Since winning the Munster championship in 2013 and putting Kilkenny to the pin of their collars in the 2014 All Ireland semi-final, it is fair to say that Limerick have faded into the oblivion in terms of the hurling landscape.
It is difficult and downright unrealistic at this point to view the Shannonsiders as All Ireland contenders for 2017.
Ahead of their championship opener on Sunday, a Munster semi-final against local rivals Clare, Pundit Arena sat down with captain, James Ryan, and new manager, John Kiely. We picked their brains on what mood in the camp is like heading into this weekend.
The Treaty failed to gain promotion from Division 1B again this spring for the seventh consecutive season. They haven’t reached the All Ireland quarter-final stage for the past two years, falling to Dublin and Clare in the back door qualifiers, respectively.
Ryan knows for a traditionally proud hurling county such as Limerick, those returns simply are not good enough:
“It’s definitely been disappointing the last two years obviously going from 2013 and 2014 when there was a bit of consistency there.
“Look, as a player and as a supporter from the county, frustration can build in when you know there’s more in you as players and more in you as a team. But look, 2017 is the year we’re looking to get that bit of consistency back into our play,” the midfielder explained.
“That’s the aim, get a team performance, play well as a team and make the right decisions with the ball and get our tackle count up and things like that. They’re the aims that every team are making and we’re hoping to do the same.”
TJ Ryan’s three-year reign at the helm came to an end following last season’s disappointment and the appointment of John Kiely in his place has brought a sense of excitement, if not expectation back to the county. Kiely was the man who steered Limerick to that famous All Ireland Under-21 title in 2015.
We asked his skipper, Ryan, what has the new management team brought to the table so far this year?
“Every manager brings different things to the table without a doubt, they all have a different style. He’s a teacher himself, a principal of a school, so he’s well able to manage people.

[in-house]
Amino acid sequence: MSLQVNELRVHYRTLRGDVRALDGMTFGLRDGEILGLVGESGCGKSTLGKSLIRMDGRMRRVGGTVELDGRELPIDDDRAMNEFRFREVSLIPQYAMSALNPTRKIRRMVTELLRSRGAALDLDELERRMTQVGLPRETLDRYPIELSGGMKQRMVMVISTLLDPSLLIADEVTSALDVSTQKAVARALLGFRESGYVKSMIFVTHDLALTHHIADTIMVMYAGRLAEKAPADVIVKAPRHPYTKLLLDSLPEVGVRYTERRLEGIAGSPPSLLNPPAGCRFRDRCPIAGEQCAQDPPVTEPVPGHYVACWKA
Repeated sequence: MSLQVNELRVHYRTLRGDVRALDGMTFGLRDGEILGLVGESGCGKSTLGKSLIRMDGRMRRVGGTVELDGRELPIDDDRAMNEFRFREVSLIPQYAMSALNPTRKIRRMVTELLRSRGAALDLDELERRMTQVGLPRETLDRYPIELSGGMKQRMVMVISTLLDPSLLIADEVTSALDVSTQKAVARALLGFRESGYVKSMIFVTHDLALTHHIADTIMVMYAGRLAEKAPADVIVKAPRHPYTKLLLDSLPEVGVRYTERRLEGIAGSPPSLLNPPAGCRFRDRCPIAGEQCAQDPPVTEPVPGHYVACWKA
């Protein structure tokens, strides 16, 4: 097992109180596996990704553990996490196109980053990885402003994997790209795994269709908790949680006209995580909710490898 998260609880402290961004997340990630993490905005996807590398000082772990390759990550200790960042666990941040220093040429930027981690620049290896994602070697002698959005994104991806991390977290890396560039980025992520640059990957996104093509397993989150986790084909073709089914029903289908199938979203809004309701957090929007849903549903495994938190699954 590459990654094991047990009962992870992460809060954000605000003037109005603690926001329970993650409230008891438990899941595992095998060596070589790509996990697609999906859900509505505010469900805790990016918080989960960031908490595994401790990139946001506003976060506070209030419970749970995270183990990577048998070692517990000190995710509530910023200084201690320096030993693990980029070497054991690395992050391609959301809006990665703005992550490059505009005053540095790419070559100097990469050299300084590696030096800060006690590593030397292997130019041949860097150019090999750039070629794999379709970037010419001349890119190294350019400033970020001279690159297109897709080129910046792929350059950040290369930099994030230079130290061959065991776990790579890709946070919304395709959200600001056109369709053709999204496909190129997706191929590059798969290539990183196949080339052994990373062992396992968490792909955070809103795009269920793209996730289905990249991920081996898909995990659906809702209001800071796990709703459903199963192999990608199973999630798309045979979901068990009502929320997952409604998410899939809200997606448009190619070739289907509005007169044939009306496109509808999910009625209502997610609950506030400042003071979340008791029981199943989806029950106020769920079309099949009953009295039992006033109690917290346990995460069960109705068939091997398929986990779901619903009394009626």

“His man management is very good, his knowledge of all the players is very good, he knows all the under-21’s being their manager and he’s brought a selector from the under-21 team with him.
“We have Paul Kinnerk in, a new coach, so there’s new faces in this year and things have been freshened up there which always comes with a new manager.
“Things have definitely changed, hopefully for the better. Time will tell.”
So, what does the man himself have to say on Limerick’s prospects ahead of the clash with the Banner?
Reflecting on their league campaign inconsistencies, Kiely feels his side will take lessons from where they stumbled and use them to grow as the summer progresses while he is full of praise for the character and talent within his camp:
“We weren’t given much of a chance going down to Páirc Uí Rinn (playing Cork in league quarter-final) but there’s great resolve within the group and there’s fantastic ability within the group. We got a great performance down there that day.
“Listen, we would have been disappointed with our performance against Galway. On any metric of measurements we wouldn’t have been happy with how we played on that day in but these things happen, you move on.
“We learned from the experience and we’ll be hoping that learning experience will pay off when it comes to championship.”
On the matter of the upcoming game on Sunday, we quizzed the Treaty boss on the fact that there is perhaps a perception around Munster that Clare got the ‘handy draw’ when coupled with Limerick.
Kiely rubs his hands together and says with a grin from ear to ear:
“Yeah, sure if they think that, that’s okay.”
The 45-year-old continued to outline where the focus in his camp is aimed as they set out their stall for the championship throw-in:
“For us really, the focus is on getting the win and progressing to the Munster final. That’s the big prize at stake here along with a place in an All Ireland quarter-final.
“I think if you look back at the history books, there’s never too much between a Clare-Limerick clash.
“There’s a lot of rivalry there between the Clare boys and Limerick boys and I think we could be in for a rip-roaring contest on the day,” he concluded.
Just as the Limerick supporters will be hoping for a revival with the freshness of their new man in charge, we should all hope that Kiely’s prediction of a rip-roarer on Sunday comes to fruition. Following on from the Cork-Tipperary classic a fortnight ago, this Munster championship tie has a lot to live up to.
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